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Paatos - Timeloss CD (album) cover

TIMELOSS

Paatos

 

Crossover Prog

3.85 | 112 ratings

From Progarchives.com, the ultimate progressive rock music website

Sinusoid
Prog Reviewer
4 stars It is beautiful.

If you've ever listened to a song, album or otherwise where the mood, atmosphere and emotion either really connected or were pulled off in a completely credible way, I tell you I've had that experience with TIMELOSS. Everything that Paatos is trying to convey in terms of what I've just stated is executed convincingly, striking that spot in the brain which triggers that spot in the heart that makes me emote. It's a great album overall whether or not prog is discussed, but I say that TIMELOSS is one of the better ones of the genre.

It takes the mellotron balladry from the early King Crimson days with jazz-scapes and indie rock with a little flair. ''Tea'' is just about the perfect example of what to expect with the mellotron padding, subtle guitar flourishes, beautiful vocals, dynamic changes abound and a drummer that goes completely berserk at the end. Those nitpicky about the prog thing would be glad to know that aside from the keys, we get verses in 15. The other three of the first four songs have a similar feel with ''Sensor'' being mostly loud, ''They Are Beautiful'' being rather quiet.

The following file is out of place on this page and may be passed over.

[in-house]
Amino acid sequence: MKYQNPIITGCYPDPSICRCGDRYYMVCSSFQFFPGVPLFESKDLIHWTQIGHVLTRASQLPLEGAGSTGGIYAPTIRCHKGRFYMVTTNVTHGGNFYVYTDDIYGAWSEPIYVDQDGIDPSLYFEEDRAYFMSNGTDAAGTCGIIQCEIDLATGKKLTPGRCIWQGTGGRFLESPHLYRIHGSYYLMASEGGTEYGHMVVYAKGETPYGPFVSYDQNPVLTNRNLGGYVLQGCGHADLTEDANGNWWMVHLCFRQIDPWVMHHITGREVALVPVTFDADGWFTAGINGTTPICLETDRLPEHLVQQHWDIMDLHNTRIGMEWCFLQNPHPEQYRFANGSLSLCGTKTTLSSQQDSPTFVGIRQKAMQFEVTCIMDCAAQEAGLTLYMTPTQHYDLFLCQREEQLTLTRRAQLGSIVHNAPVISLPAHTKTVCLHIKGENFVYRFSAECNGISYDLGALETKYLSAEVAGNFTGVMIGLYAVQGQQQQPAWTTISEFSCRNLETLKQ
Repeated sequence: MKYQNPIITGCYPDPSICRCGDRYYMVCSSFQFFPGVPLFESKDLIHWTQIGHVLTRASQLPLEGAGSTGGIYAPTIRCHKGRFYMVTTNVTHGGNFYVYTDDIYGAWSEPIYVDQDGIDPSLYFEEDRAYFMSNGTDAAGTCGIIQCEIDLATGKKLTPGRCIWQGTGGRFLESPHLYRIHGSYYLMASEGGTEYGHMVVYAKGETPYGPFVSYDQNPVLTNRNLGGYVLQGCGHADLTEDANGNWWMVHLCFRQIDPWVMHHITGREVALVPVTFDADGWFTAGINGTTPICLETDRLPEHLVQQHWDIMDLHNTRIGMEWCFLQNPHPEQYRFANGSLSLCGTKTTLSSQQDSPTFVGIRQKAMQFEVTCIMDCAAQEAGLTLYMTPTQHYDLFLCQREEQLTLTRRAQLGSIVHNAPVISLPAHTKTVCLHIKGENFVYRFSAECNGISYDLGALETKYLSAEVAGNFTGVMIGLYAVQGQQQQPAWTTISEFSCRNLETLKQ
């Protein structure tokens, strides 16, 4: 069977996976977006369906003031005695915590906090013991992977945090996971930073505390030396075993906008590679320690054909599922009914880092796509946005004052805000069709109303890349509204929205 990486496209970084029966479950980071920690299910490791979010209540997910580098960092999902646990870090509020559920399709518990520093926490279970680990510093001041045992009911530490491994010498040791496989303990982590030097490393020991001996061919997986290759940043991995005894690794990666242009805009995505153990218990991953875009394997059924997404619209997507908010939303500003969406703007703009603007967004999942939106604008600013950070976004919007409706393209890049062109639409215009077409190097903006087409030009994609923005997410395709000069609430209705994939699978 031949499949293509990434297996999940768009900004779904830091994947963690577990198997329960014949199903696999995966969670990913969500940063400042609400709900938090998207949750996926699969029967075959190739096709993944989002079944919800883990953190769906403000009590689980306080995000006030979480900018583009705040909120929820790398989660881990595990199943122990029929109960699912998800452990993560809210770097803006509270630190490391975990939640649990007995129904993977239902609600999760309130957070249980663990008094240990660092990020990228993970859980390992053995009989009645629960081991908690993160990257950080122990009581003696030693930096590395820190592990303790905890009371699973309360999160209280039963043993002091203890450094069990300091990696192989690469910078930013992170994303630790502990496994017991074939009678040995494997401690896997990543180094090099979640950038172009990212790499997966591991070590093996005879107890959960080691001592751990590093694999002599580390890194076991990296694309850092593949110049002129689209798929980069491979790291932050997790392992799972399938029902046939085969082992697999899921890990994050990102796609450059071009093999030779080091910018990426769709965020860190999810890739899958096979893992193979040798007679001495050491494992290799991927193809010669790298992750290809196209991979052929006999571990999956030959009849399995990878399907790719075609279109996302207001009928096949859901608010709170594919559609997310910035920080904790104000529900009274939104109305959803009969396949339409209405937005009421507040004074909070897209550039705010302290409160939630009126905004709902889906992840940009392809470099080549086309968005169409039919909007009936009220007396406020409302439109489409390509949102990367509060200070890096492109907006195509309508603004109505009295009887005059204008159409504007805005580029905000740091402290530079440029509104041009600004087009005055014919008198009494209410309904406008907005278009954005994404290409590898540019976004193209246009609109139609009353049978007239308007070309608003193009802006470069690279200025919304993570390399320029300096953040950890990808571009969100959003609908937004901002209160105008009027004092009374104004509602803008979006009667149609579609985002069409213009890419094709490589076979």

''Quits'' deserves a segment of its own because it's where TIMELOSS goes to another dimension and splits the prog community in half. Quite the noisy, repetitive track that nods more to trip-hop and electronica than mellotron prog ballads. It's done rather well, particularly the section where the guest brass section goes bananas over that instilled rhythm. For me though, the subtle guitar echo in the verses and the keyboards make this a keeper for me. The lone problem is that I have a fifteen minute version of this track that spends the last 2.5 minutes on a (barely audible) ping.

TIMELOSS is not that perfect of an album, but it's mark in prog rock shouldn't be overlooked. The only rough track is ''Hypnotique'' as it takes time to start, but that's because I forget the flutes and the timely mellotron line at the end. The instrumentation is about the subtlest I've heard as most of the members don't overdo the playing in order to make that connection with the audience. That is except drummer Huxflux that might sometimes speak as a lead instrument. Maybe not that groundbreaking, but pulled off well enough to get it to near essential status.

Sinusoid | 4/5 |

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